Wind and solar could meet 85 percent of current US electricity needs

Kris Holt


Wind and solar could meet 85 percent of current US electricity needs

Wind and solar power could meet around 85 percent of US electricity needs, according to a paper published in Nature Communications. Batteries, capacity overbuilding and other storage options could increase that figure.

A blend of wind and solar power should be enough to meet most of the current energy needs in "advanced, industrialized nations," according to the study. Researchers from the University of California, Irvine (UCI), China’s Tsinghua University, the Carnegie Institution for Science and Caltech looked at 39 years of hourly energy demand data from 42 countries to determine whether there's enough wind and solar resources to meet requirements.

They found that most reliable systems, in which wind power is most prevalent, can meet energy needs in the countries they studied between 72 and 91 percent of the time, and that's before any storage considerations. Add the capacity to store up to 12 hours' worth of energy, and these renewable energy sources can meet between 83 and 94 percent of hourly energy needs. However, the researchers noted even when wind and solar sources can power over 90 percent of a region's energy needs, there would still be hundreds of hours per year where demand isn't met.

“Wind and solar could meet more than 80 percent of demand in many places without crazy amounts of storage or excess generating capacity, which is the critical point,” co-author Steven Davis, professor of Earth system science at UCI, said. “But depending on the country, there may be many multi-day periods throughout the year when some demand will need to be met by energy storage and other non-fossil energy sources in a zero-carbon future.”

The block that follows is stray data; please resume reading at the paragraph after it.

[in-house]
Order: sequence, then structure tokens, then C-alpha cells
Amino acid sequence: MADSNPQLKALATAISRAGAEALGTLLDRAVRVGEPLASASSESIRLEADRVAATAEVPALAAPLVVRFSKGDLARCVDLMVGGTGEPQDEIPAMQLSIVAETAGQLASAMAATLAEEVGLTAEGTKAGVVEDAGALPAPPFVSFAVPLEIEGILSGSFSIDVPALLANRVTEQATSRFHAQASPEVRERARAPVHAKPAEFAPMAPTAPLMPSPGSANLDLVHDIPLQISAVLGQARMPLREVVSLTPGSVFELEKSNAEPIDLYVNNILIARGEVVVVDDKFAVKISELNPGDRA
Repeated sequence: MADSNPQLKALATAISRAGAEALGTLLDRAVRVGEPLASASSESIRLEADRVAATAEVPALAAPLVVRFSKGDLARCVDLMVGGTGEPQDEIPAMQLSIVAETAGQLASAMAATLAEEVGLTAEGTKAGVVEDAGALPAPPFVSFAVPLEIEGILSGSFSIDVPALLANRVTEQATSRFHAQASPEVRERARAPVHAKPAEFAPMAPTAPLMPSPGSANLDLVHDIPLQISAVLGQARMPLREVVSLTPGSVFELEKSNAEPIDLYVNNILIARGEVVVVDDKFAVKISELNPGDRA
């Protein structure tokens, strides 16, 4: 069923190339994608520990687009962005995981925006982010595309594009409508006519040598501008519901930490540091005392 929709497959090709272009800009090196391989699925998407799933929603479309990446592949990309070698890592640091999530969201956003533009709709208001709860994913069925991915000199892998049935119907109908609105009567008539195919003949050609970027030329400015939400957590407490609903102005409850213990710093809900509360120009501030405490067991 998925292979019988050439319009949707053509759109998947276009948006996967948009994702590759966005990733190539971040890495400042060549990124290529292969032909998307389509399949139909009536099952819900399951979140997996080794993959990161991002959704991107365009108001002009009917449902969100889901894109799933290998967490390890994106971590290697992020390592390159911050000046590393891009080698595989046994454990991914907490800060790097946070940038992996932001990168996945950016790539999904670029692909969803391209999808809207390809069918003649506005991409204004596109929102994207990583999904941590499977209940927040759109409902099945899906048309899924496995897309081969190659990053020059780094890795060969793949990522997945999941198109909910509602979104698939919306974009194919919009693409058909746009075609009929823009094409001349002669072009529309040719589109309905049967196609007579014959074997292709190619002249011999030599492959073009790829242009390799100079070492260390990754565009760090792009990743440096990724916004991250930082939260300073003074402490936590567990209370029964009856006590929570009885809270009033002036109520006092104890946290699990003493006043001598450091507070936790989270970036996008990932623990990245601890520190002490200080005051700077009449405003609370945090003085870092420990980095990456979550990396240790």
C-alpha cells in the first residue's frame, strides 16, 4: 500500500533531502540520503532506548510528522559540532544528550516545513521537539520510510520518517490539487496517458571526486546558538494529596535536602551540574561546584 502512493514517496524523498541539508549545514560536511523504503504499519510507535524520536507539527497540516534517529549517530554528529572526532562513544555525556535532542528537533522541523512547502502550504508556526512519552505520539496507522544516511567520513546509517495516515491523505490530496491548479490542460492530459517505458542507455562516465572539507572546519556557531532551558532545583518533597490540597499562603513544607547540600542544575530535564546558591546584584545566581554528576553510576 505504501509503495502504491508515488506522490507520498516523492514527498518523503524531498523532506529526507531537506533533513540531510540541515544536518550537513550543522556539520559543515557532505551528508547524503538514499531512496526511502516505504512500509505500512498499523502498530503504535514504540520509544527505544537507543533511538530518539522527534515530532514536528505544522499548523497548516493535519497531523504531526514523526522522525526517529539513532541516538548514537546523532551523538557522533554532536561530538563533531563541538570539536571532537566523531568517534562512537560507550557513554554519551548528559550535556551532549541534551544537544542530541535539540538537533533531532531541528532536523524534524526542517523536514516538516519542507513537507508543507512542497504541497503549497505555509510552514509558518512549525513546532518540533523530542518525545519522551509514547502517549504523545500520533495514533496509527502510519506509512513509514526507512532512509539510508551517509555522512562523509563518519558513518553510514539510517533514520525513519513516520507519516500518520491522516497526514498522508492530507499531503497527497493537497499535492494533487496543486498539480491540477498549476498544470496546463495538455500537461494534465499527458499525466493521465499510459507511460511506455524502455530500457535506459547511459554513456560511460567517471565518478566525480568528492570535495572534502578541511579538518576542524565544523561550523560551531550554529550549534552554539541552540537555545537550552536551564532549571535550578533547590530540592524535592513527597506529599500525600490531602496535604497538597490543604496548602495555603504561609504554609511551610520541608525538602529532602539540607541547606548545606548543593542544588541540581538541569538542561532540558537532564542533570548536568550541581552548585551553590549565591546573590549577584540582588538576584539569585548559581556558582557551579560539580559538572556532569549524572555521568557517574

There are geophysical challenges at play. The paper suggests it would be easier for larger countries closer to the equator to fully switch to sustainable power sources, since they can more reliably bank on having solar energy all year long. Germany, for instance, might struggle to meet most of its needs through wind and solar, since it's a relatively smaller country at a higher latitude.

One solution would be for neighboring countries to pool their resources. "A lot of consistency and reliability could be provided by a system that includes solar resources from Spain, Italy and Greece with bountiful wind available in the Netherlands, Denmark and the Baltic region," Dan Tong, assistant professor of Earth system science at Tsinghua University and lead author on the paper, said.

Many countries are cutting back on their reliance on fossil fuels, which is key to mitigating carbon emissions and limiting the impact of climate change. Europe generated more electricity from renewable sources in 2020 than it did from fossil fuels, according to a report from two green energy-focused think tanks.

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